- Damage to the root system is most evident during the pod formation and filling stages, when demand for water and nutrient absorption is high.
- Seeds of infected plants tend to be fewer and lighter as a result of the smaller root system.
- Diseased plants will mature several weeks earlier, which further contributes to yield loss.
- Root infection by germinating microsclerotia can occur very early in soybean plant development. Wyllie (1976) reported that M. phaseolina could infect up to 100% of soybean plants within 3 or 4 weeks after planting.
View video: Martin Chilvers, field crops pathologist at Michigan State University, discusses current research on the effect of charcoal rot on soybean yield.
Stress caused by excessive plant populations, soil compaction, improperly applied herbicides, nematodes, or other diseases avors the charcoal rot pathogen and increases the risk of infection.
Unlike most soil fungi, which decline in activity when soils become too warm, the charcoal rot fungus is most active when soil temperatures are as high as 80-95° F (27- 35° C). Fungal growth and survival is favored by dry soils, conditions that weaken and stress the soybean crop, particularly during the reproductive growth stages.
A checkoff-funded, multi-state field screening program for charcoal rot is now in place where breedling lines, germplasm, and commercial varieties are tested over different years and environments, including the midwest. Photo: A. Mengistu, USDA-ARS.
Use varieties with the highest level of resistance available in a maturity group appropriate for your area.
Plant the fullest-season varieties that are practical. Plants are most susceptible to charcoal rot at the beginning at flowering. The longer-season varieties tend to flower later and are in a vegetative growth stage during the early part of the hottest, driest portion of the growing season.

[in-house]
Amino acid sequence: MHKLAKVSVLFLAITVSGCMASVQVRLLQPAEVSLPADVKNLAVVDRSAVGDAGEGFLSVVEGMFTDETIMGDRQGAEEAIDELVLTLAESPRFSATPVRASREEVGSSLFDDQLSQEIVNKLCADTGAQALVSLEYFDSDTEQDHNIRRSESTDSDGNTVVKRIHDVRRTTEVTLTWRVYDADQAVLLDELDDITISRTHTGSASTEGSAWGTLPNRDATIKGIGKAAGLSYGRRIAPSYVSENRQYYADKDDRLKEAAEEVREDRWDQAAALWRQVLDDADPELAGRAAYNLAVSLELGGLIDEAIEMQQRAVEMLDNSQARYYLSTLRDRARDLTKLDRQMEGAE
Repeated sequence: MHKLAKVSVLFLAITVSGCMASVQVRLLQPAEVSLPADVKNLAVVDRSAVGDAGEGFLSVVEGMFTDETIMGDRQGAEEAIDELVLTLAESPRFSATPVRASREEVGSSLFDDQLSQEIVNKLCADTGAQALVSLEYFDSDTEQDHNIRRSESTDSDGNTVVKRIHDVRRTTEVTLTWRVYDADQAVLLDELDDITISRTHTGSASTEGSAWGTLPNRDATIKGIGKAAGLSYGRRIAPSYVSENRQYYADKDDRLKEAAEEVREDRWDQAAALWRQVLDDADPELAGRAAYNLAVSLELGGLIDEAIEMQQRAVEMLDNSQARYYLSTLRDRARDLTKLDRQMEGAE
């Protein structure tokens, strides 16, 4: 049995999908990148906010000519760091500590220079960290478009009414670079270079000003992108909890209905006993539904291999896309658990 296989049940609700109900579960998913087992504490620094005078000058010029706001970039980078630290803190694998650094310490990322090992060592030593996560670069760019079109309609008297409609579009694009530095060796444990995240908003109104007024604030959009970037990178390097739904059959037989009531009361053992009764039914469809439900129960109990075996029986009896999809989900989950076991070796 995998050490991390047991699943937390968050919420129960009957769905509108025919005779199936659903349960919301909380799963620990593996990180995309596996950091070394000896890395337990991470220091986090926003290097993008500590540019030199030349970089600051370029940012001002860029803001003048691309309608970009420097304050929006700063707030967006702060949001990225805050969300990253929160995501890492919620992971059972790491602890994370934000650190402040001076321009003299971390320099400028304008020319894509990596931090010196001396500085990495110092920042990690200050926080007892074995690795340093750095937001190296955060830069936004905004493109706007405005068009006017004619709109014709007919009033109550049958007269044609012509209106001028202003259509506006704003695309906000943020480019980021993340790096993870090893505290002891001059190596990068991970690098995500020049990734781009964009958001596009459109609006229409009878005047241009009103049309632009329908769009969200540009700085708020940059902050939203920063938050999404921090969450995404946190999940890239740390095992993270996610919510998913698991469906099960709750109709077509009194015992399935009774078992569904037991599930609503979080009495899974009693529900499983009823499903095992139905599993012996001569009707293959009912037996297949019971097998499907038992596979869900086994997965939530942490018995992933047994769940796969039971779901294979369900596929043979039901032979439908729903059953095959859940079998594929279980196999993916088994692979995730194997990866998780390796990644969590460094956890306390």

Use no-till systems to increase soil microbial activity and conserve soil moisture, which can reduce charcoal rot.
Soybeans direct-seeded in no-till systems typically have lower levels of charcoal rot compared to soybeans under conventional tillage.
Rotate to non-host crops for 1 to 2 years in fields with a history of charcoal rot.
Rotation to non-host crops such as wheat and other small grains for 1 or 2 years should be considered part of a charcoal rot management plan in problematic fields. Also, although corn, sunflowers, and other crops are hosts, research has shown that there are strains of the fungus that have host preferences. For instance, some strains prefer soybeans while others prefer corn or sunflowers. Therefore, rotation with any other crop can be beneficial and the longer the rotation, the better.
Avoid excessive seeding rates to reduce crop stress and minimize loss to charcoal rot.
Consider supplemental irrigation to slow colonization of the plant by the charcoal rot pathogen and reduce symptom severity during drought conditions.
Fungicides do not provide protection
No fungicide seed treatments have been identified that offer consistent control of charcoal rot.
Close-up of microsclerotia of M. phaseolina
Microsclerotia on stem tissue. Photo: Chris Little, Kansas State University
Premature yellowing of plants infected with M. phaseolina. Photo: University of Illinois
Soybean field with symptoms of charcoal rot
Charcoal rot field trials. Photo: Alemu Mengistu, USDA-ARS